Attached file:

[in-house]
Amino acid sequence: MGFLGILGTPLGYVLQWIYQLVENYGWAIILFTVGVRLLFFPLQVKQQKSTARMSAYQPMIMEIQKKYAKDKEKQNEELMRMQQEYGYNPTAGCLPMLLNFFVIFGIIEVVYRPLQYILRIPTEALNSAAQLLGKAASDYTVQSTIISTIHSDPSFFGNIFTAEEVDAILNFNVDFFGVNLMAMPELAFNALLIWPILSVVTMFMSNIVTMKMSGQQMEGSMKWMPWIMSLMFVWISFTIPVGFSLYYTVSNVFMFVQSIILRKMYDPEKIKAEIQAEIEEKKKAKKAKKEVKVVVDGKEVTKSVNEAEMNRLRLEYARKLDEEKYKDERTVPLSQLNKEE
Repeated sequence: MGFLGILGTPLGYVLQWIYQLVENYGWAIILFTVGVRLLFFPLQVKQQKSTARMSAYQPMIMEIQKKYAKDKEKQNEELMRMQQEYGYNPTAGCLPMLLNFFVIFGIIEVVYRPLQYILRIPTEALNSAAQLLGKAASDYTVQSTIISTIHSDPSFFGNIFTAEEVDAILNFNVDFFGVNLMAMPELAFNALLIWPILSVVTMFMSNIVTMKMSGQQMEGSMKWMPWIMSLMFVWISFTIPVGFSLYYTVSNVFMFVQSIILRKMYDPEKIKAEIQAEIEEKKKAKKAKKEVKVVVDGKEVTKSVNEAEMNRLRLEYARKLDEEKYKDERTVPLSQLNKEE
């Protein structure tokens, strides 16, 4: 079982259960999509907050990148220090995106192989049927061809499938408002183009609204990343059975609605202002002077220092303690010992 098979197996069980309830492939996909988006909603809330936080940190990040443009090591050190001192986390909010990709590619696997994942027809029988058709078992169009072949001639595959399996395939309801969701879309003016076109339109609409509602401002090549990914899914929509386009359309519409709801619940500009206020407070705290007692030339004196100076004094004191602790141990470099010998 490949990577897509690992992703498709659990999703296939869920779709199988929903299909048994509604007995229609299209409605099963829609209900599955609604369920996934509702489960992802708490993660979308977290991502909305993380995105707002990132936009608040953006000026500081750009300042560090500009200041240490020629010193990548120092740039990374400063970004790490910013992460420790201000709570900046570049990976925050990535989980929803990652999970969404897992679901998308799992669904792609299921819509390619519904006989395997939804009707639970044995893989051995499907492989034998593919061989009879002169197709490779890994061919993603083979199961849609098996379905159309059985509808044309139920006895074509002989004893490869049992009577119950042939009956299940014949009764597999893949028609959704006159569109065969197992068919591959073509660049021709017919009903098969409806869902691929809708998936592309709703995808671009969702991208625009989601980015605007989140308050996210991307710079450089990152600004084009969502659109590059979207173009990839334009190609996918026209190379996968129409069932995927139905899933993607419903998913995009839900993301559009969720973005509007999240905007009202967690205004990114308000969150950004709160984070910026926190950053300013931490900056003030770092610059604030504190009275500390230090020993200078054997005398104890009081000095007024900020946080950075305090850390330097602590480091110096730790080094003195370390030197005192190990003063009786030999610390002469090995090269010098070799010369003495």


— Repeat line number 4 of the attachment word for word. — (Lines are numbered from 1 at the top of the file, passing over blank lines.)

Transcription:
């Protein structure tokens, strides 16, 4: 079982259960999509907050990148220090995106192989049927061809499938408002183009609204990343059975609605202002002077220092303690010992 098979197996069980309830492939996909988006909603809330936080940190990040443009090591050190001192986390909010990709590619696997994942027809029988058709078992169009072949001639595959399996395939309801969701879309003016076109339109609409509602401002090549990914899914929509386009359309519409709801619940500009206020407070705290007692030339004196100076004094004191602790141990470099010998 490949990577897509690992992703498709659990999703296939869920779709199988929903299909048994509604007995229609299209409605099963829609209900599955609604369920996934509702489960992802708490993660979308977290991502909305993380995105707002990132936009608040953006000026500081750009300042560090500009200041240490020629010193990548120092740039990374400063970004790490910013992460420790201000709570900046570049990976925050990535989980929803990652999970969404897992679901998308799992669904792609299921819509390619519904006989395997939804009707639970044995893989051995499907492989034998593919061989009879002169197709490779890994061919993603083979199961849609098996379905159309059985509808044309139920006895074509002989004893490869049992009577119950042939009956299940014949009764597999893949028609959704006159569109065969197992068919591959073509660049021709017919009903098969409806869902691929809708998936592309709703995808671009969702991208625009989601980015605007989140308050996210991307710079450089990152600004084009969502659109590059979207173009990839334009190609996918026209190379996968129409069932995927139905899933993607419903998913995009839900993301559009969720973005509007999240905007009202967690205004990114308000969150950004709160984070910026926190950053300013931490900056003030770092610059604030504190009275500390230090020993200078054997005398104890009081000095007024900020946080950075305090850390330097602590480091110096730790080094003195370390030197005192190990003063009786030999610390002469090995090269010098070799010369003495």